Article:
The Simpsons gets a lot of credit for predicting real-world events, from the election of Donald Trump to the acquisition of 21st Century Fox by Disney. Given that the animated series has been on for decades and has aired hundreds of episodes, however, you can almost chalk it up to an infinite number of monkeys with an infinite number of typewriters concept (which The Simpsons also once lampooned).
But as it turns out, the Canadian sketch comedy troupe The Kids in the Hall foreshadowed what is perhaps one of the dumbest things to happen in real life — the rise of non-fungible tokens, or NFTs — in a 1994 clip from the Canadian sketch comedy troupe’s television series.
The clip, which resurfaced on Twitter this week, came from a season 5 sketch called “Business Opportunity.” In the sketch, cast member Bruce McCulloch, playing a shady businessman, encounters Mark McKinney at a laundromat and attempts to sweet-talk him into leasing him the ownership of his underwear.
“Kids in the Hall, so ahead of their time they nailed how dumb NFTs are in frigging 1994,” tweeted former LA Weekly contributor Jason Roche, sharing a 15-second clip of the sketch.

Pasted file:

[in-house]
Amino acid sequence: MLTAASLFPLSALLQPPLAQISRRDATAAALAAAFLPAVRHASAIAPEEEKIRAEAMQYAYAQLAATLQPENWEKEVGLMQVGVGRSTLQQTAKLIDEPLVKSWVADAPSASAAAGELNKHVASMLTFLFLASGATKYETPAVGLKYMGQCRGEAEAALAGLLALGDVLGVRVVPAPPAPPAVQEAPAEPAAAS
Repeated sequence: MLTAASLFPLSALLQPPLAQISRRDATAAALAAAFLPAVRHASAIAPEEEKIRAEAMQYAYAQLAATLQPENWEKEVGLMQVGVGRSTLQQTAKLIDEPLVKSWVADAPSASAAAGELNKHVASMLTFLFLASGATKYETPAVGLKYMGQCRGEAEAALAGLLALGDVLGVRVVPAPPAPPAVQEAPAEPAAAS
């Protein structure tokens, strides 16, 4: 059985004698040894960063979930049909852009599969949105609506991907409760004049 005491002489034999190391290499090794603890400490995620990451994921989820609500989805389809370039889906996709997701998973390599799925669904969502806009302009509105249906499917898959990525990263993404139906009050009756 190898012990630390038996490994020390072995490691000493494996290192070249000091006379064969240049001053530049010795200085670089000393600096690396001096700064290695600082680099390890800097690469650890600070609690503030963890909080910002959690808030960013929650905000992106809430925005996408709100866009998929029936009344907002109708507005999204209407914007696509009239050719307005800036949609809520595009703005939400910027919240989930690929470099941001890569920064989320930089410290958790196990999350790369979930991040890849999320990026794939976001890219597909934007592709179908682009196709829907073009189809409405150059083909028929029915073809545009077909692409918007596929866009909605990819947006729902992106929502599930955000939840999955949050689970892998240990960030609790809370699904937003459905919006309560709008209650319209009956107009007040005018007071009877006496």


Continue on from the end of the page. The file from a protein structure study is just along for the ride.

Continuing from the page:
“You’ll give me $15 for the title to ownership of my underwear, and I get to keep ’em?” asks McKinney’s character in the clip. “Of course you do, sir,” responds McCulloch.
“But how do you make money doing that?” McKinney presses, to which McCulloch counters with: “We’re idea people! We profit from the idea that we own the deed to your underwear.”
NFTs, of course, have a similarly suspect business model, as investors are paying for exclusive ownership rights of a digital copy of a piece of artwork, as opposed to an actual piece of artwork that one would hang on a wall. But without any kind of real, secure ownership of the underlying asset, financial experts have been anticipating the crash of the NFT market for months now.
As Roche mentioned, the timing of the unearthed clip just so happens to coincide with the long-awaited sixth season revival of The Kids in the Hall on Amazon Prime Video arriving on May 13, as well as the Comedy Punks two-part documentary about the history of the troupe premiering on May 20.
You can watch the full sketch in its entirety below.